Stronger climate pledges lower expected global temperature rise to 2.4˚C
Stronger climate change targets pledged by some of the world’s most polluting countries has brought down the level of expected warming to 2.4˚C by the end of the century, researchers have said.
US President Biden recently brought together 40 world leaders in a virtual climate summit following four years of climate scepticism from Donald Trump’s administration. At the summit, Biden announced a new target to cut greenhouse gas pollution in the US by at least half by 2030.
This pledge, combined with others made by the US, EU countries, China and Japan, have brought down the projected end-of-century warming by 0.2°C below previous estimates, 2.4˚C above pre-industrial levels, the Climate Action Tracker (CAT) has said.
While this is still higher than the 2.0˚C limit that was agreed to be the maximum in the 2015 Paris Agreement, the tracker’s “optimistic scenario” now falls into line with that goal. This scenario assumes full implementation of all net zero targets.
While the number of countries adopting or considering net zero targets has risen to 131 countries, covering 73 per cent of global greenhouse gas emissions, it is the updated 2030 Paris Agreement targets, rather than the additional countries, that contribute the most to the drop in projected warming compared with the CAT’s 2.1˚C “optimistic scenario” in its December update.
“It is clear the Paris Agreement is driving change, spurring governments into adopting stronger targets, but there is still some way to go, especially given that most governments don’t yet have policies in place to meet their pledges,” said Bill Hare, CEO of Climate Analytics, one of the CAT partner organisations.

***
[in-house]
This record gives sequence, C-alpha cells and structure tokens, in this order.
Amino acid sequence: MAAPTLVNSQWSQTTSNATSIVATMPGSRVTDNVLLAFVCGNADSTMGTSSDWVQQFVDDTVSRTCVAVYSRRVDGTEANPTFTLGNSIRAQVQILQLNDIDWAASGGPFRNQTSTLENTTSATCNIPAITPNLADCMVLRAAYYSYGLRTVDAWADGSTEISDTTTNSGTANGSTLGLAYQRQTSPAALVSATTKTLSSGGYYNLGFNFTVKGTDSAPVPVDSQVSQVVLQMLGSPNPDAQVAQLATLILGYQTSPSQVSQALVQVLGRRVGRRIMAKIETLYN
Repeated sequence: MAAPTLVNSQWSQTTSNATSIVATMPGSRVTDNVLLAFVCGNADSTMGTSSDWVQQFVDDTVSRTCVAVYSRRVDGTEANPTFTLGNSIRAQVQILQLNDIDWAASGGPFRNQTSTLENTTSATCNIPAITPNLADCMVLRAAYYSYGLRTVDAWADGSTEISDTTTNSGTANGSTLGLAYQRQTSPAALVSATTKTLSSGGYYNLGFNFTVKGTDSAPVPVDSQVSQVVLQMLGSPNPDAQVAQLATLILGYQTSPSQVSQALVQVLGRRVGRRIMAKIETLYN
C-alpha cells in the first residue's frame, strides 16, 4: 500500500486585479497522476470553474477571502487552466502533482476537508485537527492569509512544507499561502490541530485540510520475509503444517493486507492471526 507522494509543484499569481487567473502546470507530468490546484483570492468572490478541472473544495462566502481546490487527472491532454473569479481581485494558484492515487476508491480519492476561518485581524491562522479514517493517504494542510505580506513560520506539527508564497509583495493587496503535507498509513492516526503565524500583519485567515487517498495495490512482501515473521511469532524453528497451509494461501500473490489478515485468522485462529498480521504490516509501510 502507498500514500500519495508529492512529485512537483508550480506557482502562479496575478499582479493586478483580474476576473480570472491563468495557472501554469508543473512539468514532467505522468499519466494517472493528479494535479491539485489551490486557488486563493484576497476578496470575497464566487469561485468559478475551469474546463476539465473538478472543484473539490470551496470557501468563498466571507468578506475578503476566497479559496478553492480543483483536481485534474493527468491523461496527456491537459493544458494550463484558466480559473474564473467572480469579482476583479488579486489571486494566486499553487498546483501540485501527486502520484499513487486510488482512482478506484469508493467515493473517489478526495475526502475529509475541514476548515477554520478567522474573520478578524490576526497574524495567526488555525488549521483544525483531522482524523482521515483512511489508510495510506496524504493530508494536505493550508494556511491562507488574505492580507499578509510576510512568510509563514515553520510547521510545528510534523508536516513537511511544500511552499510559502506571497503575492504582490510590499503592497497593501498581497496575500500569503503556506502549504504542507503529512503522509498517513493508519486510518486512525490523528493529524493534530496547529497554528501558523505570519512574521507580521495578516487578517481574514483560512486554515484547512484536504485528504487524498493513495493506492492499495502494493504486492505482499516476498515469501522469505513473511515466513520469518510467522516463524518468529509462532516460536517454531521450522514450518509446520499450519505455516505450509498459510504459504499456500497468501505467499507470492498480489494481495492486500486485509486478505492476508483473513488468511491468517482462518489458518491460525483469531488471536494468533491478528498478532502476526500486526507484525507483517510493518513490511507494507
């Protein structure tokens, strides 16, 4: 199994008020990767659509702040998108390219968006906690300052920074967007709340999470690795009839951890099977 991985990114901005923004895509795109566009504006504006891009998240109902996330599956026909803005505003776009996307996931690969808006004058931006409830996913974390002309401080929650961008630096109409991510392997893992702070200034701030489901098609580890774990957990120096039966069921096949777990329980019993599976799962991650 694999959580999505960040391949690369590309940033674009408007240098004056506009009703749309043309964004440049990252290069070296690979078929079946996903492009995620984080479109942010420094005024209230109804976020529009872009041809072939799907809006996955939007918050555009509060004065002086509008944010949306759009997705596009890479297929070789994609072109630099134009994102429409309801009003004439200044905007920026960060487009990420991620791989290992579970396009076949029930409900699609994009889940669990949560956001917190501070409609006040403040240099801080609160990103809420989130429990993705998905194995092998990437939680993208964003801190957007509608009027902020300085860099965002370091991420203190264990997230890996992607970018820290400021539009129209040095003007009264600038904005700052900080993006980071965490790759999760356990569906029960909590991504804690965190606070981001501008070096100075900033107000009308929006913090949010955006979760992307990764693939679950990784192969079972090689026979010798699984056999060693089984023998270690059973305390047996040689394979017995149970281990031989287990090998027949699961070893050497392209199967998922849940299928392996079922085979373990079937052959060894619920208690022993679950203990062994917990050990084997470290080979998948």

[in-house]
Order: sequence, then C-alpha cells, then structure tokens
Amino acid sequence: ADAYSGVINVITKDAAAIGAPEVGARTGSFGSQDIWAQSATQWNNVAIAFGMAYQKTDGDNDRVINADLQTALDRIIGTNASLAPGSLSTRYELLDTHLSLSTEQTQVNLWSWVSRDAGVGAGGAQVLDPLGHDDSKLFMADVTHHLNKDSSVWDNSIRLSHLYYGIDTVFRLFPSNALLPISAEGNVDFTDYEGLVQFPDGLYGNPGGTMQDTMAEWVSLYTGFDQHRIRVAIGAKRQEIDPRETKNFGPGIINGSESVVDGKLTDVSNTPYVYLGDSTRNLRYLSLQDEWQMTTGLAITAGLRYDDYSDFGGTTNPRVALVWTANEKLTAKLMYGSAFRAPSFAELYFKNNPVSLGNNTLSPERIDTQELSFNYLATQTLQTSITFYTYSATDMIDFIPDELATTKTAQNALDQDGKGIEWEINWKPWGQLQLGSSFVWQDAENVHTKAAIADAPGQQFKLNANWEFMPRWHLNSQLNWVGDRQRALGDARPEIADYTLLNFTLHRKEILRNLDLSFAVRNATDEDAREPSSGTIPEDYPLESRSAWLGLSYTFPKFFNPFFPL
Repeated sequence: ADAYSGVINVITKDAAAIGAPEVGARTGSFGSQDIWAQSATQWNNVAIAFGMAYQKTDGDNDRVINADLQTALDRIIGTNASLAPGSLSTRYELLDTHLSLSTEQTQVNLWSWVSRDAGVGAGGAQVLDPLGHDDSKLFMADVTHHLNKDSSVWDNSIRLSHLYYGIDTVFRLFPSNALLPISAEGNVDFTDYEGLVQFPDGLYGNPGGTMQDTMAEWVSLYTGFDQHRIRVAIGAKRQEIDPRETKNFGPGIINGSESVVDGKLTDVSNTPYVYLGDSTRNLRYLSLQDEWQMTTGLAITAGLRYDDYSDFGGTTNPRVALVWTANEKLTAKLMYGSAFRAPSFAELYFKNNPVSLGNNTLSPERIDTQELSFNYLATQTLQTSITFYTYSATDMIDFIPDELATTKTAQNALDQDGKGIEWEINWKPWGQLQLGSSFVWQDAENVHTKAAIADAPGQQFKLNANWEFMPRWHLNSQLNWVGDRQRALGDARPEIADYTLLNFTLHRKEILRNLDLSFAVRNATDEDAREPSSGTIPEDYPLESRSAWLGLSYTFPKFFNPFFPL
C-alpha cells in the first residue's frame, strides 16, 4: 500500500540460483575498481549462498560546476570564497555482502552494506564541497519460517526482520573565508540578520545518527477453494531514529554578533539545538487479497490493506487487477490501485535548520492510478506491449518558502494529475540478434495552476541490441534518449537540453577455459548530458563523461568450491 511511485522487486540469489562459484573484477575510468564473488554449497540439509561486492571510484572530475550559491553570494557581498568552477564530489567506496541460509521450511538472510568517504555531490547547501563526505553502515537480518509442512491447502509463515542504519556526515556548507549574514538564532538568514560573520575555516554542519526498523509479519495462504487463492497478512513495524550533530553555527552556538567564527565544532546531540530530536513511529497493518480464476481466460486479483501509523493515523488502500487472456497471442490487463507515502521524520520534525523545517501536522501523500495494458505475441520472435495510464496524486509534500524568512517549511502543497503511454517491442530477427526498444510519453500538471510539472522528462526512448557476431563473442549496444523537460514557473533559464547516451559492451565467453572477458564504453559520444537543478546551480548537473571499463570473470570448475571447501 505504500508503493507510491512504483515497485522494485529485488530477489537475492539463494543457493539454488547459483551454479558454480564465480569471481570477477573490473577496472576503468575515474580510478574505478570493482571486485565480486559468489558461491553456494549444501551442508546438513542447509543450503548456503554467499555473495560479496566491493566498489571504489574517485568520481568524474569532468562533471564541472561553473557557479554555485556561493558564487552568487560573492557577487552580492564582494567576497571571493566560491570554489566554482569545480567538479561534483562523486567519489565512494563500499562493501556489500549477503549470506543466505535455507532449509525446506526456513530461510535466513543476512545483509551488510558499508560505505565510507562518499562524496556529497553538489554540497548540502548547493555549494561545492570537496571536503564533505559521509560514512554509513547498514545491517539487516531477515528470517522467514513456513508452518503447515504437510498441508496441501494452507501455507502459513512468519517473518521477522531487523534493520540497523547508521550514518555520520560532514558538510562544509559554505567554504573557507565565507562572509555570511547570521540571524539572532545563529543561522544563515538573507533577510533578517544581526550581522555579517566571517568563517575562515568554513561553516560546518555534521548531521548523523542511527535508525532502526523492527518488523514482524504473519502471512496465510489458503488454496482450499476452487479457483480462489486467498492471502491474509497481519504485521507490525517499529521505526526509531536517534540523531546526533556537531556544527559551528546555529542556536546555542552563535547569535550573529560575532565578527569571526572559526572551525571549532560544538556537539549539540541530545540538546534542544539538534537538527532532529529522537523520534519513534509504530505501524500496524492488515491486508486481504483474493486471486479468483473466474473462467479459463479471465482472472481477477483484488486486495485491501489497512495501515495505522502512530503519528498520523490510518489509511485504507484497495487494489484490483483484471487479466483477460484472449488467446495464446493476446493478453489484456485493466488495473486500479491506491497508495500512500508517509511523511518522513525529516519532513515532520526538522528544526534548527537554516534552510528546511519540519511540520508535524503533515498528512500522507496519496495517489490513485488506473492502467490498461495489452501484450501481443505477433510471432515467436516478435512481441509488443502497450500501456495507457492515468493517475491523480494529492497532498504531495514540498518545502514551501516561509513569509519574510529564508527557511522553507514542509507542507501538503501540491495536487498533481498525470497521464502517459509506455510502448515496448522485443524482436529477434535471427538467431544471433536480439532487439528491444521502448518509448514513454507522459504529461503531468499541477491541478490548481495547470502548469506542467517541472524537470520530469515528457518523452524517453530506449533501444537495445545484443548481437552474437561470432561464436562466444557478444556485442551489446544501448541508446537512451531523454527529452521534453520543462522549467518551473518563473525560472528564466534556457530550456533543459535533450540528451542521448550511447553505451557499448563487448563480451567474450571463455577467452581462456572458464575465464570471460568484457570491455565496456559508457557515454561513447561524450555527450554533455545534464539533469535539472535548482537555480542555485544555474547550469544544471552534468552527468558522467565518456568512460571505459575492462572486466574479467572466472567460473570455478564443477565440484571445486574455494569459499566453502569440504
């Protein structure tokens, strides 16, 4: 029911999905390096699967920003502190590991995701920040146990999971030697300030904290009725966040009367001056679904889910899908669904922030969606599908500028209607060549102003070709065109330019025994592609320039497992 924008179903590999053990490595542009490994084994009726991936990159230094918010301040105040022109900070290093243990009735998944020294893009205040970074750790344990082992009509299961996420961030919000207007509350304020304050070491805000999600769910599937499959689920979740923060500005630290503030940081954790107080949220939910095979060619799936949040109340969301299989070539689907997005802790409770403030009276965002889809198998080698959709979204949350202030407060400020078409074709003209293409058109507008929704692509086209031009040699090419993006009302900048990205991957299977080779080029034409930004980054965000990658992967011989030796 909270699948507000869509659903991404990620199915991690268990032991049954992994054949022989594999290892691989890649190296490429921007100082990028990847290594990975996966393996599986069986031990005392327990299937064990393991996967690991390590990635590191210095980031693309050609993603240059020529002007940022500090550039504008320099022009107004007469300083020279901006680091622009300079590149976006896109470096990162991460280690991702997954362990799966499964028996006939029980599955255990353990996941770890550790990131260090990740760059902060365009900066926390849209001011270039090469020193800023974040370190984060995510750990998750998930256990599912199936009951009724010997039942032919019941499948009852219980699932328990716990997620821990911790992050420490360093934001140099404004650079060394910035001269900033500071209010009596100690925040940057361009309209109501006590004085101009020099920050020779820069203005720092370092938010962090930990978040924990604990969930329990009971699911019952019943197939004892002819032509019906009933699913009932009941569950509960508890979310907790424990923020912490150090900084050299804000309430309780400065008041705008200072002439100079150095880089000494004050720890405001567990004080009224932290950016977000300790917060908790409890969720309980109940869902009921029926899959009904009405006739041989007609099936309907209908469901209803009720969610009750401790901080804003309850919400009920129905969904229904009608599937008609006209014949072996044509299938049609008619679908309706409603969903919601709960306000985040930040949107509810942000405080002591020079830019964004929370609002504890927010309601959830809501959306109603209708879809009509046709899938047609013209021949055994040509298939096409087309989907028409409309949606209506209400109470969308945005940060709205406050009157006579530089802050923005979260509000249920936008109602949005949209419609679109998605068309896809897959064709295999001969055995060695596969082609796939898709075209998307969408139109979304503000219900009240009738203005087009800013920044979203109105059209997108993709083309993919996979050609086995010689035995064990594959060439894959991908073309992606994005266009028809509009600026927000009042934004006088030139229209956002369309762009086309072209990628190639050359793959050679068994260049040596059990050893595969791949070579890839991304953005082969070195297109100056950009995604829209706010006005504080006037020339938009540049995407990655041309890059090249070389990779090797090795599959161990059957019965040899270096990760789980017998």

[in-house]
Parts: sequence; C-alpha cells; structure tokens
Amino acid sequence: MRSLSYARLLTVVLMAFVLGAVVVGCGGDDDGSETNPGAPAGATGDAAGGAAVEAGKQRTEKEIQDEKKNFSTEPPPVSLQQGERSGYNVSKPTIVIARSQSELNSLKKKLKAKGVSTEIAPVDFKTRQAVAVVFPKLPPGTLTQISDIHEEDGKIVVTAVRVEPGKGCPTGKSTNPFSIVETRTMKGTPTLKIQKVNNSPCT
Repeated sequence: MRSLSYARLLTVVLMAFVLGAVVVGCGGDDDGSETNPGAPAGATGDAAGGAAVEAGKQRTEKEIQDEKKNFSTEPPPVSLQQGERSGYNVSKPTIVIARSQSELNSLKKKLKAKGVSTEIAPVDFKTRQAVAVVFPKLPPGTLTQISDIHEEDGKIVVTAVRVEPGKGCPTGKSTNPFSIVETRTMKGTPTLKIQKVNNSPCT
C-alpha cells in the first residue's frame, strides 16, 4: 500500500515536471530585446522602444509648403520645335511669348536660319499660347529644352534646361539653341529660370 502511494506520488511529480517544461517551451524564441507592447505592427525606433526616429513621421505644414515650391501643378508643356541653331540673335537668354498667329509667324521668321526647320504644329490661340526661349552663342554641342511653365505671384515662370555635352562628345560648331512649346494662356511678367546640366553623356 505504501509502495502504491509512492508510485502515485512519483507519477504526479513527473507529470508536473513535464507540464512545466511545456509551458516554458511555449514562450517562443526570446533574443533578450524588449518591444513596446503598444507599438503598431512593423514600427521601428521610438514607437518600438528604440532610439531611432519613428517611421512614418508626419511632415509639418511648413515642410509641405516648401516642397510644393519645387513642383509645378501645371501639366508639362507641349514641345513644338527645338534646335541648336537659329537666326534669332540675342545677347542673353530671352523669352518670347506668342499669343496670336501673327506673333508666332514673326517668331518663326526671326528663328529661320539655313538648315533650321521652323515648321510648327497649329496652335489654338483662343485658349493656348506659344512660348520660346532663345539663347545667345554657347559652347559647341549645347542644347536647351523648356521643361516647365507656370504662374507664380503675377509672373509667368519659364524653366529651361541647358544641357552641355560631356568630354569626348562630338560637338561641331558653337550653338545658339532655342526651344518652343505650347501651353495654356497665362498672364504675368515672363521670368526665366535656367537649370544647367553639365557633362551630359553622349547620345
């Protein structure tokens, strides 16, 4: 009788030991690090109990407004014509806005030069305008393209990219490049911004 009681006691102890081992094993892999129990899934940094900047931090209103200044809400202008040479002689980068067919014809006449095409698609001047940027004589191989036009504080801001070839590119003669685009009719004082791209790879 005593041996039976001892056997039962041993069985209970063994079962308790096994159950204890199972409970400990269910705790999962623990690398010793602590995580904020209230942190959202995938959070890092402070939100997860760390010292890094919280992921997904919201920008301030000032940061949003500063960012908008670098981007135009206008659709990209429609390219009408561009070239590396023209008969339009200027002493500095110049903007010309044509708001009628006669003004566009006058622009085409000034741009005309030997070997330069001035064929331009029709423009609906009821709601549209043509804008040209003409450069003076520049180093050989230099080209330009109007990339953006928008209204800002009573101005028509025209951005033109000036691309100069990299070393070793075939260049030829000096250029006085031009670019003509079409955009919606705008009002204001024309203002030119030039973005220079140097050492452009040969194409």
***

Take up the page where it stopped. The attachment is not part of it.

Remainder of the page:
“Our warming estimate from current policies is 2.9˚C - still nearly twice what it should be, and governments must urgently step up their action.”
The biggest contributors to the drop in projected warming are the US, the EU27, China and Japan, although China and Japan did not yet formally submit a new 2030 target to the UN.
Canada announced a new target; South Africa has an increased target under public consultation; Argentina has announced a further strengthening of the target it submitted last December, and the UK has announced a stronger 2035 target.
While the leaders of India, Indonesia, Mexico, Russia, Saudi Arabia and Turkey all spoke at the US summit, none announced stronger targets.
“The wave towards net zero greenhouse gas emissions is unstoppable. The long-term intentions are good. But only if all governments flip into emergency mode and propose and implement more short-term action, global emissions can still be halved in the next 10 years as required by the Paris Agreement,” said Niklas Höhne of NewClimate Institute, the second CAT partner.
While the renewable electricity and electric vehicle sectors show much promise, and the technology is there, the development of new technologies for the industry and buildings sectors is too slow, CAT said.
Contrary to the Paris Agreement are the persisting plans of some governments to build new infrastructure such as new coal-fired power plants, increasing uptake of natural gas as a source of electricity and a trend towards larger, less efficient personal vehicles in some countries.
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